Our method uses only features expected to show biases in coding regions with respect to non-coding regions. As well as distribution of substitutions with respect to codon structure, we have shown that overall base composition and conceptual amino-acid similarity are strong indicators of the coding nature of aligned sequences. Accordingly, it is expected that alignments derived from pseudogenes will show characteristics of coding alignments. While ancestral pseudogenes might be expected to show less coding potential than cases where only one aligned sequence is pseudogenic, underlying compositional factors and residual conceptual amino acid similarity are expected to yield a number of false positive coding predictions. The evaluation of the impact of pseudogenes on the predictive power of our method is further complicated by concerns regarding the accuracy of pseudogene annotation. Non expressed pseudogenes my exhibit intact open reading frames, while the presence of premature stop codons is not guarantee that a sequence is not expressed at the protein level. Nevertheless, we have evaluated the coding potential of 290 alignments excluded from the training and evaluation sets because either human or mouse annotations implied an overlap with an annotated pseudogene. For long CSTs overlapping annotated pseudogenes, 88% (166 of 181) are evaluated as coding (90% of true coding regions in this size category were recognized as such) while 51% (51 of 99) of short CSTs that overlap annotated pseudogenes were classified as coding (vs 70% sensitivity for true short coding CSTs). These data are broadly consistent with our expectations: on the one hand they confirm, unsurprisingly, that pseudogenes retain certain characteristics of coding regions, on the other hand they indicate that our method can be used to assist in the identification and annotation of pseudogenes. The marked decrease in the recognition of short pseudogenic CSTs as coding with respect to the long category may also indicate that a proportion of the "pseudogenes" represented by long CSTs are in fact coding sequences - given the observed higher proportion of coding sequences among long alignments in general.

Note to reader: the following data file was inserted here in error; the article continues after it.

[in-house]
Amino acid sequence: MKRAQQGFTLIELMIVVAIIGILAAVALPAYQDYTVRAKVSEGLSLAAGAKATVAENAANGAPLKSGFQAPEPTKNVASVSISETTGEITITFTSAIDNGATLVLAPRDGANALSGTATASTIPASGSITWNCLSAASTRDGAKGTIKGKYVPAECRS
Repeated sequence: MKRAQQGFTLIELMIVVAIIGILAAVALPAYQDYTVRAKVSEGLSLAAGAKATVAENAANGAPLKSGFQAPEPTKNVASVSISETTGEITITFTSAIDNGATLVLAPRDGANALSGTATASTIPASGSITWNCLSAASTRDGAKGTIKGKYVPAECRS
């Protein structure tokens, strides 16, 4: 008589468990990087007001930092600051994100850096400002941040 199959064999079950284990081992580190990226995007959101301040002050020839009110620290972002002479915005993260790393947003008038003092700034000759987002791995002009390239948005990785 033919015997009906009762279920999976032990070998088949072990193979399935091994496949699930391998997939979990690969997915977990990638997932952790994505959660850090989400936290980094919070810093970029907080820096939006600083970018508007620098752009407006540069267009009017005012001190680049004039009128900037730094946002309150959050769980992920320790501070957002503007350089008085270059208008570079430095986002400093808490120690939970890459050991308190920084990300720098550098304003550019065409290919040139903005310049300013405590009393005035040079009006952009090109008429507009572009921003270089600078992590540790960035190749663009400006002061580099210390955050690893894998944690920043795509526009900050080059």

Local alignment of whole genomes (or syntenous regions) will result in the recovery of some HSPs derived from paralogous sequences. In general it is expected that the evolutionary dynamics of coding regions will be similar for paralagous and orthologous sequences. Our preliminary studies indicate that alignments of orthologous coding sequences tend to yield slightly higher coding probabilities than paralagous coding alignments, but that the marginal difference observed is likely to be due, mainly, to the fact that orthologous alignments tend to be longer than those derived from paralagous sequences (not shown).